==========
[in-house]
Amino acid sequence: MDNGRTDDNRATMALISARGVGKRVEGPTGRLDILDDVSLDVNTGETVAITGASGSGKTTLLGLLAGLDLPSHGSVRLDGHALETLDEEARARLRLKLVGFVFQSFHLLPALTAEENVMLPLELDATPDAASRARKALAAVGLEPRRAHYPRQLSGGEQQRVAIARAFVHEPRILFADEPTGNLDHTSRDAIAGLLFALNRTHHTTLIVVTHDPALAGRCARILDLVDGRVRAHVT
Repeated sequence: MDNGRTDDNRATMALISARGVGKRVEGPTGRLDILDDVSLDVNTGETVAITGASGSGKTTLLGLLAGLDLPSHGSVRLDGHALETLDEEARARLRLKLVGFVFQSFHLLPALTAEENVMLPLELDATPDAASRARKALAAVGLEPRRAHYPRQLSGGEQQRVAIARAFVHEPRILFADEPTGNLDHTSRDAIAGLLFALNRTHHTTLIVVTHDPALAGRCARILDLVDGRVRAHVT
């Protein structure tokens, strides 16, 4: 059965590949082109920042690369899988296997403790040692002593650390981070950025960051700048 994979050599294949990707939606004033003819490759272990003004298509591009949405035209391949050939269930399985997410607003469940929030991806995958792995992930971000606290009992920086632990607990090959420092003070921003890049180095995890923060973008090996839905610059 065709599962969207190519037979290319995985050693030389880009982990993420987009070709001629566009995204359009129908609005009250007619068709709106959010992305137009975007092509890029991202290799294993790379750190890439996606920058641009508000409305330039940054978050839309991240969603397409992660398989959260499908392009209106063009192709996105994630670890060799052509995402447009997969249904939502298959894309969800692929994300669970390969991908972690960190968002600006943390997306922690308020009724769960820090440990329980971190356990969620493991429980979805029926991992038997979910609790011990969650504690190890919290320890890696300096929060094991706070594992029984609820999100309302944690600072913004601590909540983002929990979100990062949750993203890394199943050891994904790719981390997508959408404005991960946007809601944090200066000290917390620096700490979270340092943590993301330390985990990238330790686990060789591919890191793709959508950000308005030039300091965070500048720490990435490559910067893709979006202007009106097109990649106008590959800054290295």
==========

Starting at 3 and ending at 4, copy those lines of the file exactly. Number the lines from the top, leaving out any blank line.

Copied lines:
Repeated sequence: MDNGRTDDNRATMALISARGVGKRVEGPTGRLDILDDVSLDVNTGETVAITGASGSGKTTLLGLLAGLDLPSHGSVRLDGHALETLDEEARARLRLKLVGFVFQSFHLLPALTAEENVMLPLELDATPDAASRARKALAAVGLEPRRAHYPRQLSGGEQQRVAIARAFVHEPRILFADEPTGNLDHTSRDAIAGLLFALNRTHHTTLIVVTHDPALAGRCARILDLVDGRVRAHVT
């Protein structure tokens, strides 16, 4: 059965590949082109920042690369899988296997403790040692002593650390981070950025960051700048 994979050599294949990707939606004033003819490759272990003004298509591009949405035209391949050939269930399985997410607003469940929030991806995958792995992930971000606290009992920086632990607990090959420092003070921003890049180095995890923060973008090996839905610059 065709599962969207190519037979290319995985050693030389880009982990993420987009070709001629566009995204359009129908609005009250007619068709709106959010992305137009975007092509890029991202290799294993790379750190890439996606920058641009508000409305330039940054978050839309991240969603397409992660398989959260499908392009209106063009192709996105994630670890060799052509995402447009997969249904939502298959894309969800692929994300669970390969991908972690960190968002600006943390997306922690308020009724769960820090440990329980971190356990969620493991429980979805029926991992038997979910609790011990969650504690190890919290320890890696300096929060094991706070594992029984609820999100309302944690600072913004601590909540983002929990979100990062949750993203890394199943050891994904790719981390997508959408404005991960946007809601944090200066000290917390620096700490979270340092943590993301330390985990990238330790686990060789591919890191793709959508950000308005030039300091965070500048720490990435490559910067893709979006202007009106097109990649106008590959800054290295």